If birds are what you want to see travel to Palo Verde National Park in Costa Rica’s northern province of Guanacaste, because the biggest attraction in the park is the BIRDS. The months of mid December through mid March over one half million birds migrate south to Palo Verde, escaping the extreme cold weather in North America, and feed here in these shallow marshlands rich in small fish and plant life. You see for many different species of birds! Egrets, storks, spoonbills, herons, ibis, ducks and many many other species.
There is an island in the middle of the Tempisque River (within the park) called bird island or Isla de Pajaros. I had never seen so many birds in one place, so be sure you bring your binoculars.
We departed from San Jose early on a January morning for our “Unique Costa Rica Journey.” Destination Palo Verde National Park. We headed north on the interamerican highway (highway 1). We were a group of 10 very enthusiastic tourist hoping to see lots of birds. Four hours later we arrived to a very small settlement named Bagaces, then we turned west on a dirt gravel road (across from the gas station) The road forked and we thought we were lost but kept following signs to Refugio de Fauna Silvestre and Palo Verde National Park. I think we drove around 17 miles or 28 km. It seemed a really long way on this beat up road, luckily we were in a jeep-not a small car.
We were to spend the night at the Organization of Tropical Studies Biological Station inside the park. We had called ahead to make reservations 2 524 0607. The station is rustic, like camping when we were girl scouts but had really good typico Costa Rica food.
There are three main walking trails within the park. We started out early in the morning, and our guide explained that Palo Verde National Park was established to protect not only the birds but also the tropical dry forest of this area, (meaning there is less annual rainfall in this area of Costa Rica) Also for the protection of the brackish and freshwater marshlands, and mangrove swamps, and also the wildlife within the park. These trails wind in and out of the wetlands. We were lucky to see a group of howler monkeys on their morning outing.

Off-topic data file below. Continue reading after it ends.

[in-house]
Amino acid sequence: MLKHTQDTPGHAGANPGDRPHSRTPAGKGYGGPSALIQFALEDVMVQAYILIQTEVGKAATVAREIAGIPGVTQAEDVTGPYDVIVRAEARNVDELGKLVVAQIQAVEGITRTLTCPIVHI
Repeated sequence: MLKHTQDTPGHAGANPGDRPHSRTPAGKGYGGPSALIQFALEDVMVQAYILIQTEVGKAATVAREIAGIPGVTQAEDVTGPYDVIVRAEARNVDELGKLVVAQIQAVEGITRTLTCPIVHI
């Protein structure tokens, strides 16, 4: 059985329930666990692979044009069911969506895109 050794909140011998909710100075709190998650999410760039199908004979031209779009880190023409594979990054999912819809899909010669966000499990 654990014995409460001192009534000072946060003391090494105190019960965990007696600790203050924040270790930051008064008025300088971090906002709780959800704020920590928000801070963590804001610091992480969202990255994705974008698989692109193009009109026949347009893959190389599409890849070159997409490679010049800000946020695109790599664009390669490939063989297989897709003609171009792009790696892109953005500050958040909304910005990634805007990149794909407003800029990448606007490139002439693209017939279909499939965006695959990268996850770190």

There were birds and more birds, big ones, little ones…I spotted a Jabiru Stork. Our guide said that he resides permanently in the park. The Jabiru Stork is an endangered and rare bird. It is the tallest flying bird in South and Central America, weighing around 8K or 17.6 lb, and is one of the largest birds in the world. The male stands 5 feet tall with a wing span of eight feet, and is powerful and graceful in flight.
As we continued our walk along the trails we saw a few white egrets wading in the marshes eating small fish. Further along we spotted a small group of blue herons.
The next morning we hired a small boat to take us to bird island, and I have never seen so many birds! Most of them were white, making the island look like snow had fallen.
I highly recommend this tour for bird lovers. I would say it is the best place in Costa Rica for birding, with the added plus of seeing other wildlife such as the howler monkeys, whitetail deer, and the capuchin monkey.
Best time of year to visit: Costa Rica’s dry season of mid December through mid March ( to see the migratory birds)
Bring mosquito spray because I encountered quite a few mosquitoes. Binoculars, camera (great photo opportunities)
Weather here is very warm so dress in cottons and wear good walking shoes such as your most comfortable tennis. (don’t need hiking boots)
If you don’t stay overnight at the Organization of Tropical Studies Biological Station in the park, then bring along a sack lunch and bottled water. There is no public restaurant. Although there are restrooms at the ranger station.
I highly recommend Palo Verde National Park!
If you have visited Palo Verde or have questions I would like to hear from you and share your thoughts with my readers. Please post a comment. Just click on no comment at bottom of this post. Ann Thanks for choosing 10.255.150.253/costaricalearn